EU takes steps to ban products made with forced labor

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The European Commission has proposed a ban on goods made with forced labour, either produced in the European Union or imported into the bloc.

Published on Wednesday, the proposal comes a year later European Commission President Ursula von der Leyen stated that such a ban was necessary.

According to details from the Commission, the proposal builds on internationally agreed definitions and standards and means that national authorities can – after an investigation – remove products made with forced labor from the EU market.

“EU customs authorities will refuse products made with forced labour at the EU borders,” the Commission said.

Risk-based enforcement

In practice, the rules are shaped through a risk-based enforcement approach. In the first phase, national authorities will assess forced labor risks based on a variety of information sources, such as civil society comments, corporate due diligence and a database of forced labor risks around specific products and geographies.

If there are reasonable grounds for suspecting the use of forced labour, authorities can investigate, request information from companies and carry out checks and inspections. This will not be limited to EU countries.

If forced labor is found, authorities will order products to be withdrawn from the market and prevent more products from entering the market, with companies having to get rid of the affected goods.

If a company or non-EU authority does not cooperate in providing evidence, the national authority can make a decision based on the available data.

Now that the legislation has been proposed, it will be discussed and approved by the European Parliament and Member States before it enters into force. It will likely see changes during this process.

Defending values

The Commission noted that approximately 27.6 million people are engaged in forced labor worldwide.

“In today’s geopolitics, we need both secure and sustainable supply chains,” said Internal Market Commissioner Thierry Breton.

“We cannot maintain a model of consumption of goods that have been produced unsustainably.

“Industrial and technology leaders are expected to be more assertive in defending our values ​​and setting our rules and standards.

“Our single market is a formidable asset to prevent forced labor products from circulating in the EU, and a lever to promote greater sustainability around the world,” he said.

Executive Vice President and Commissioner for Trade, Valdis Dombrovskis, added: “Our ban will apply to domestic products, exports and imports. Competent authorities and customs go hand in hand to make the system robust.

“We have tried to minimize the administrative burden for companies, with a tailor-made approach for SMEs.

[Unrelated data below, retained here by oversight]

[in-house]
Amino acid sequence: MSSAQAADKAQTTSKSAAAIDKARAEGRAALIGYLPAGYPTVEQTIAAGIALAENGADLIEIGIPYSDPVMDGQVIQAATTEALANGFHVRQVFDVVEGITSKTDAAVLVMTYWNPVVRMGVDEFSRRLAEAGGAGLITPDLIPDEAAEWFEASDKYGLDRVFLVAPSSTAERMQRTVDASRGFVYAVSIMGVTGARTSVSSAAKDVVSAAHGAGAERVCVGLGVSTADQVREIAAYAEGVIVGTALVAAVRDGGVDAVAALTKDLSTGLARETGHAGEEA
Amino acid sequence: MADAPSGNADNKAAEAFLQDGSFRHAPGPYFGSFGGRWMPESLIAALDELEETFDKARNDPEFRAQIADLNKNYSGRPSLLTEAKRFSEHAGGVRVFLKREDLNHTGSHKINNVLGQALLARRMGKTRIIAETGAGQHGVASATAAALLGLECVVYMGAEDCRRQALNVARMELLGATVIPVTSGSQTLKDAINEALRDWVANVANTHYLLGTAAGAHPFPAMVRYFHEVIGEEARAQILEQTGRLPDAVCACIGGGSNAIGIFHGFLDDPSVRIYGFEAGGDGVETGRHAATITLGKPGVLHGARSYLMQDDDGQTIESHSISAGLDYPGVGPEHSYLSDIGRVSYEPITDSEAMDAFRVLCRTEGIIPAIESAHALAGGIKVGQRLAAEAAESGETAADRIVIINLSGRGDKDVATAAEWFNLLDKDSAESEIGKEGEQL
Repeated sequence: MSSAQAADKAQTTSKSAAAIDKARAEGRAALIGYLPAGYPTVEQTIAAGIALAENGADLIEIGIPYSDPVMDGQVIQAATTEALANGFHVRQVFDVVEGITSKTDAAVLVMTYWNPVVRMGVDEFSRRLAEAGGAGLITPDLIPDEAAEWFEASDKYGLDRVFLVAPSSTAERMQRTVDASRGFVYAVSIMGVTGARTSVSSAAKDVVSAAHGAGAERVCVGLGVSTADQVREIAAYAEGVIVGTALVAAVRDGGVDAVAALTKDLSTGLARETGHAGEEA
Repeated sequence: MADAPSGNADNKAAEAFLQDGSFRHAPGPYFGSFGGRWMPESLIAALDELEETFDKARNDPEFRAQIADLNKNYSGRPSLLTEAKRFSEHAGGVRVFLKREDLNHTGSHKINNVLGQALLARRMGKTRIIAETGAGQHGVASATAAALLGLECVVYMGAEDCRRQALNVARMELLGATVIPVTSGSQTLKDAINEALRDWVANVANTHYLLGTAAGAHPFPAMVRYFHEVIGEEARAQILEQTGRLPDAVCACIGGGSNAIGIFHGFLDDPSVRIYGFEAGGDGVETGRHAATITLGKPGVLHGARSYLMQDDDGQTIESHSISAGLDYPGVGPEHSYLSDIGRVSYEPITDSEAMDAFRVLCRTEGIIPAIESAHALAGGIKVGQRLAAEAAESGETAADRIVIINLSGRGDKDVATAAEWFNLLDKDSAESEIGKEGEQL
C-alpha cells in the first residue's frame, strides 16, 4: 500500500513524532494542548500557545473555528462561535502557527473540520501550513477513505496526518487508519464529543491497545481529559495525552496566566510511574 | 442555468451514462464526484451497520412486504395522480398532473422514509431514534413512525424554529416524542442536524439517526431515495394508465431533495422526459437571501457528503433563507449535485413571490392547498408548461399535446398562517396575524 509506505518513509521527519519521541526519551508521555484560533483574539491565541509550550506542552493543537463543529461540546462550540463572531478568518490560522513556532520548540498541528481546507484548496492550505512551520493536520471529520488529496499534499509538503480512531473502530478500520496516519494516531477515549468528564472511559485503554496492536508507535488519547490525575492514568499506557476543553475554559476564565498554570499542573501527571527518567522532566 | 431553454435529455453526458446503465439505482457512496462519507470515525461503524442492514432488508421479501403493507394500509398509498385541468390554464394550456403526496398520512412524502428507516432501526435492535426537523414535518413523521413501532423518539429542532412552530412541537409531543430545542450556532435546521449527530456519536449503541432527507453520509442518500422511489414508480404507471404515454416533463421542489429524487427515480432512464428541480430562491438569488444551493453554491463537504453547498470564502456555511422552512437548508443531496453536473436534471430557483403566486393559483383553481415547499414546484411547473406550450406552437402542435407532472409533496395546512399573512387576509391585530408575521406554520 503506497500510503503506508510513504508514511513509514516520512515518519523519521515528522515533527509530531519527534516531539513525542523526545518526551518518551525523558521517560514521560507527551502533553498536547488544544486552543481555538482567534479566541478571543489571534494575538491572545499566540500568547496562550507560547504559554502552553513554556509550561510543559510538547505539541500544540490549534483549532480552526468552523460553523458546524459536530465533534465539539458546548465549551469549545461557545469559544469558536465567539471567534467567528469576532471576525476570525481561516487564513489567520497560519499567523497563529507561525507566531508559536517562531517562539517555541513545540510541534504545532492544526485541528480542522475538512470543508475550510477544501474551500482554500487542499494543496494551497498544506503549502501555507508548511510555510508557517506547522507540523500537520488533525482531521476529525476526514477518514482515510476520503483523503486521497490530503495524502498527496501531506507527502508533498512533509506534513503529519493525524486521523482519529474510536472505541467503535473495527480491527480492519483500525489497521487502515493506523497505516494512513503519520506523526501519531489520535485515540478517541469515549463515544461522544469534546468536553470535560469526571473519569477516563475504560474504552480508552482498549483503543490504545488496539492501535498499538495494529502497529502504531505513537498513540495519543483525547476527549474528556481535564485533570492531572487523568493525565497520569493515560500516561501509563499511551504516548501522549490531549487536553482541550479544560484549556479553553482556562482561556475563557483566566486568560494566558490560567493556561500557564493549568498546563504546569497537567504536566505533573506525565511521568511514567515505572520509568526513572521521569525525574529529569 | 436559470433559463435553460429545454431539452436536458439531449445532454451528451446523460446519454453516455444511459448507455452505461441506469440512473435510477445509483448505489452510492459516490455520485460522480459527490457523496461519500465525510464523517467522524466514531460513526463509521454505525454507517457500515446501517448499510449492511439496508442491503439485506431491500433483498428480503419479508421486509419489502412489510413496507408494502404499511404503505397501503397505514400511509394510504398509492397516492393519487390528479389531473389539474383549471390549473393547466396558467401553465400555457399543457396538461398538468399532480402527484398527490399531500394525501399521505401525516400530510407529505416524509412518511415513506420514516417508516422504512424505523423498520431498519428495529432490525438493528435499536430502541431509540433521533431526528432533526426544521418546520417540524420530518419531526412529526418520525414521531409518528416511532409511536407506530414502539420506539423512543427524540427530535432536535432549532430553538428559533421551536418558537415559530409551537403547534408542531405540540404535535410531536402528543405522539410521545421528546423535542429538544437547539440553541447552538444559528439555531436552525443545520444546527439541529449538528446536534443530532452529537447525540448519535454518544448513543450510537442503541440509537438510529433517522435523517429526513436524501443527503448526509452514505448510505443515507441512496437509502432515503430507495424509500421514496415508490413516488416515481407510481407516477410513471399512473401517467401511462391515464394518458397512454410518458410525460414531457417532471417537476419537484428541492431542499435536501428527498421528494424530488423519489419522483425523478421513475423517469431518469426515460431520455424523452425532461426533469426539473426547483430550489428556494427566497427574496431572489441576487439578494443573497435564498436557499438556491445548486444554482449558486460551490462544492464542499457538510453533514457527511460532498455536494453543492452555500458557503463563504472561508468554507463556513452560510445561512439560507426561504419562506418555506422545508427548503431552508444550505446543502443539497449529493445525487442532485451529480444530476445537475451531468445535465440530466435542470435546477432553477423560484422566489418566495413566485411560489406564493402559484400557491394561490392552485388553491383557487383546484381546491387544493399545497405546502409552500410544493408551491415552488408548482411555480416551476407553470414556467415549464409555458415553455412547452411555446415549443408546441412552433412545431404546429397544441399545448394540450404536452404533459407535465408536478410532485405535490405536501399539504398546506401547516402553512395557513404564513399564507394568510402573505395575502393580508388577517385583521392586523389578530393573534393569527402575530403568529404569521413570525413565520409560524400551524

“We will also further deepen our collaboration with our global partners and with international organizations.”

Welcome piece of the puzzle

Saskia Kort-Chick, director of ESG research and engagement – responsible investing at AllianceBernstein, said legislation was welcome and that this move from the EU could be a piece of the puzzle in a “complex challenge”.

She noted that there is a good business case for tackling the issue: “So far, we’ve seen big differences in how well-prepared companies are. It requires companies to have a clear understanding of their value chain. Supply Chain Mapping, tracking and due diligence processes, including social audits and employee initiatives, are among the actions companies can take.

“Using these practices could help identify forced labor risks, as well as increase supply chain stability and efficiency. We would welcome similar legislation in other markets, which would create a more level playing field and more legal certainty.”

Clear costs of non-compliance

Matt Crossmanstewardship director at Rathbones, added that it has been too long that enforcement in this area has been voluntary.

“Rules like these make it very clear: the use of forced labor is unacceptable. It also crystallizes a human rights risk in a clear price of non-compliance,” he said.

Crossman noted how the EU rules will align with those of the US: “Harmonize the measures with similar rules in the US, which have been successful, at least in limited, specific situations. When a good is discontinued, the company can show compliance by remedying the forced labor situation. But many believe the EU should learn from the US – and adopt a much more victim-oriented regime.”

He stated that it is important to remember that the law is in addition to a planned law on human rights by diligence.

“As responsible investors, we support regulators who encourage companies to adequately assess and prevent human rights issues in their operations,” said Crossman.

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